November 19, 2016 by ahmed

    Encyclopedia

    This article has been provided by Dawn Ringrose, Organizational Excellence Specialists, OETC and GBN, Canada

    Dawn had the unique honour to author a Chapter on Organizational Excellence for the Global Encyclopedia of Public Administration and Public Policy (doi:10.1007/978-3-319-31816-5_16-1). The Editor in Chief was Ali Farazmand, the publisher was Springer International Publishing Switzerland and the encyclopedia was published in 2016.The Chapter:

    • answers the question “What is Organizational Excellence?”
    • shares key research findings that validate the positive relationship between implementing an excellence model and improving organizational performance
    • lists the key benefits of implementing an excellence model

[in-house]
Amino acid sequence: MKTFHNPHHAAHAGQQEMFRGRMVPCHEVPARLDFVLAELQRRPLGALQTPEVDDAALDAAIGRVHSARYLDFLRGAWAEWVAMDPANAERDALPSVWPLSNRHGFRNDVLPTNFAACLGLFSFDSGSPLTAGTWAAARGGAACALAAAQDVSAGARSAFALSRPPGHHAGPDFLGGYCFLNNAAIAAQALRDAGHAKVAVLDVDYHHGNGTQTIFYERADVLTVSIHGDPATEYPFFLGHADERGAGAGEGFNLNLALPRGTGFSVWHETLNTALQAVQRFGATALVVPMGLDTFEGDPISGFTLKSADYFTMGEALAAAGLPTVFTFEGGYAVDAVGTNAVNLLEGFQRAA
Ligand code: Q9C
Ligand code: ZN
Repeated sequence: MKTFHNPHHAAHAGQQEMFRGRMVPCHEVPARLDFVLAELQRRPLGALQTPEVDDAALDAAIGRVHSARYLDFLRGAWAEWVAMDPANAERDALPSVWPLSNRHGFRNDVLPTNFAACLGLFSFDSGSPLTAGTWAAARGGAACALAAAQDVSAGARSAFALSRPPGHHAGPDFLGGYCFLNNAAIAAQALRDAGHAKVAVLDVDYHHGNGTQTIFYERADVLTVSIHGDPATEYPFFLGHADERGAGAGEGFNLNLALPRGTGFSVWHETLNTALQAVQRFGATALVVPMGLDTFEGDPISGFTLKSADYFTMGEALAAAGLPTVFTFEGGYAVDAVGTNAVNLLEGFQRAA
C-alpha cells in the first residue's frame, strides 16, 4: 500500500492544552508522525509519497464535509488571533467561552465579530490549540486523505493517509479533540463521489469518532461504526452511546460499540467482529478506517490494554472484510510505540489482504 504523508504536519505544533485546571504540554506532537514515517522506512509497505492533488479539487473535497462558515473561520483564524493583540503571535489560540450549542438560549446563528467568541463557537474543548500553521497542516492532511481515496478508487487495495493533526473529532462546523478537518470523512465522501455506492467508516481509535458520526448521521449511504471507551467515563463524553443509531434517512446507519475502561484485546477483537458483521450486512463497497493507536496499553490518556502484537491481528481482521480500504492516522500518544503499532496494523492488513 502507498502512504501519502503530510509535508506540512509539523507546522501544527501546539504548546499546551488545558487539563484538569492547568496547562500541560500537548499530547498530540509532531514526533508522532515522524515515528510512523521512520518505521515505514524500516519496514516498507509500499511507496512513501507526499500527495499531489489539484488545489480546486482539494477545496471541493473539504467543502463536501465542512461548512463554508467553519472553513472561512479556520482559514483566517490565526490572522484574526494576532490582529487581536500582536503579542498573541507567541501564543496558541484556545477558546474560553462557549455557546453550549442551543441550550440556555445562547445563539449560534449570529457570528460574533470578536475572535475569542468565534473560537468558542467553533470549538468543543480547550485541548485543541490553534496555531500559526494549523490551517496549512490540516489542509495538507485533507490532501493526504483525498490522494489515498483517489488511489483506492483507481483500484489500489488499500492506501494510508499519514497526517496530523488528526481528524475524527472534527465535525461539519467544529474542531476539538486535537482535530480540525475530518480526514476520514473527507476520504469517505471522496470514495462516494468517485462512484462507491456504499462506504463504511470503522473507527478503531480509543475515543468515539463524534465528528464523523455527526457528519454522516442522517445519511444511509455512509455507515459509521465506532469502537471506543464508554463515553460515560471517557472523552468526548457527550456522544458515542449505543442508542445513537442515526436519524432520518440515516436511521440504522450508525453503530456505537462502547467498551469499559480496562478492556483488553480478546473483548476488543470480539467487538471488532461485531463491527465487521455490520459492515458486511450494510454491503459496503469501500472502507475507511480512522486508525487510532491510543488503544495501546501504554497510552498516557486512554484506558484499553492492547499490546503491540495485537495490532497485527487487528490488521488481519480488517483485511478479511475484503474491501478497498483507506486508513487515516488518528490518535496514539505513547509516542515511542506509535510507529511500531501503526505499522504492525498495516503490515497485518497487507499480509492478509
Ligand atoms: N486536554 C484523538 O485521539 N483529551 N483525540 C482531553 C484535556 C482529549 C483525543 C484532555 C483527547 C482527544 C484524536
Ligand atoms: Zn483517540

• identifies a gap in the literature that was addressed by the Organizational Excellence Framework publication
    • describes the key steps to follow when implementing an excellence model
    • concludes with the challenge that remains, to increase awareness about excellence models and describes research that is being undertaken to address this challenge, the ‘first global assessment on the current state of organizational excellence’ (Organizational Excellence Technical Committee, QMD, ASQ)

    About the author:
    Dawn Ringrose MBA, FCMC is Principal of Organizational Excellence Specialists and Author of the Organizational Excellence Framework and related toolkit. Her qualifications include: Certified Organizational Excellence Specialist (OES, 2011), Certified Excellence Professional (NQI, 2004), Registered ISO 9000 Specialist (ICMCC, 1996), Assessor of Quality Systems (IQA IRCA, 1996). She has worked in the area of organizational excellence since 1990 and is currently the representative for Canada on the Organizational Excellence Technical Committee (QMD, ASQ) and Global Benchmarking Network.
    Interested organizations are invited to: